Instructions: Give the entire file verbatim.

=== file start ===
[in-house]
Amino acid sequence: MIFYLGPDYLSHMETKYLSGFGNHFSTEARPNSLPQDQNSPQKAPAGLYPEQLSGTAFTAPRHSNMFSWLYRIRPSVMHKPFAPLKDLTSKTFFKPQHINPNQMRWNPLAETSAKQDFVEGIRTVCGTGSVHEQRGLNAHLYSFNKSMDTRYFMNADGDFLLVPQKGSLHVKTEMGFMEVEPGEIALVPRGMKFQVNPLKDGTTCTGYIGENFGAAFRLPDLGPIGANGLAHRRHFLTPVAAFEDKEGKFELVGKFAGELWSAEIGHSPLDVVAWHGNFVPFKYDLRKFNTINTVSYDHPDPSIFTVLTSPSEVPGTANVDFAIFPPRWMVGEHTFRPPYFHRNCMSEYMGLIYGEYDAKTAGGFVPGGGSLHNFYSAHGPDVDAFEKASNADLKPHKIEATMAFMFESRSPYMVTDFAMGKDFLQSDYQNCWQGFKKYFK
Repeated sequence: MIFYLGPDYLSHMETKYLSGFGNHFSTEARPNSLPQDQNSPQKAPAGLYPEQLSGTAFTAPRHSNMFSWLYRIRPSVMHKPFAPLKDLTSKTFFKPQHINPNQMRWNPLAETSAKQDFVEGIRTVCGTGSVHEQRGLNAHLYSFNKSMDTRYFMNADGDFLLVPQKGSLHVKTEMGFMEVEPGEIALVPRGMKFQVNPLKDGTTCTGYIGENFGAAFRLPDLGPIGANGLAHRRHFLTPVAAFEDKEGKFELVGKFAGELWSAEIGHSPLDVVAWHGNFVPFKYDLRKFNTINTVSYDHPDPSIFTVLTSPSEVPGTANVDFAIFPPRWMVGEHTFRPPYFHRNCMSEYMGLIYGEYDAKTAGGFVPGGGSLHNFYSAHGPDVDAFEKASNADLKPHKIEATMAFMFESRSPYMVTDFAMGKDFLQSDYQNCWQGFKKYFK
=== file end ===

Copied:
[in-house]
Amino acid sequence: MIFYLGPDYLSHMETKYLSGFGNHFSTEARPNSLPQDQNSPQKAPAGLYPEQLSGTAFTAPRHSNMFSWLYRIRPSVMHKPFAPLKDLTSKTFFKPQHINPNQMRWNPLAETSAKQDFVEGIRTVCGTGSVHEQRGLNAHLYSFNKSMDTRYFMNADGDFLLVPQKGSLHVKTEMGFMEVEPGEIALVPRGMKFQVNPLKDGTTCTGYIGENFGAAFRLPDLGPIGANGLAHRRHFLTPVAAFEDKEGKFELVGKFAGELWSAEIGHSPLDVVAWHGNFVPFKYDLRKFNTINTVSYDHPDPSIFTVLTSPSEVPGTANVDFAIFPPRWMVGEHTFRPPYFHRNCMSEYMGLIYGEYDAKTAGGFVPGGGSLHNFYSAHGPDVDAFEKASNADLKPHKIEATMAFMFESRSPYMVTDFAMGKDFLQSDYQNCWQGFKKYFK
Repeated sequence: MIFYLGPDYLSHMETKYLSGFGNHFSTEARPNSLPQDQNSPQKAPAGLYPEQLSGTAFTAPRHSNMFSWLYRIRPSVMHKPFAPLKDLTSKTFFKPQHINPNQMRWNPLAETSAKQDFVEGIRTVCGTGSVHEQRGLNAHLYSFNKSMDTRYFMNADGDFLLVPQKGSLHVKTEMGFMEVEPGEIALVPRGMKFQVNPLKDGTTCTGYIGENFGAAFRLPDLGPIGANGLAHRRHFLTPVAAFEDKEGKFELVGKFAGELWSAEIGHSPLDVVAWHGNFVPFKYDLRKFNTINTVSYDHPDPSIFTVLTSPSEVPGTANVDFAIFPPRWMVGEHTFRPPYFHRNCMSEYMGLIYGEYDAKTAGGFVPGGGSLHNFYSAHGPDVDAFEKASNADLKPHKIEATMAFMFESRSPYMVTDFAMGKDFLQSDYQNCWQGFKKYFK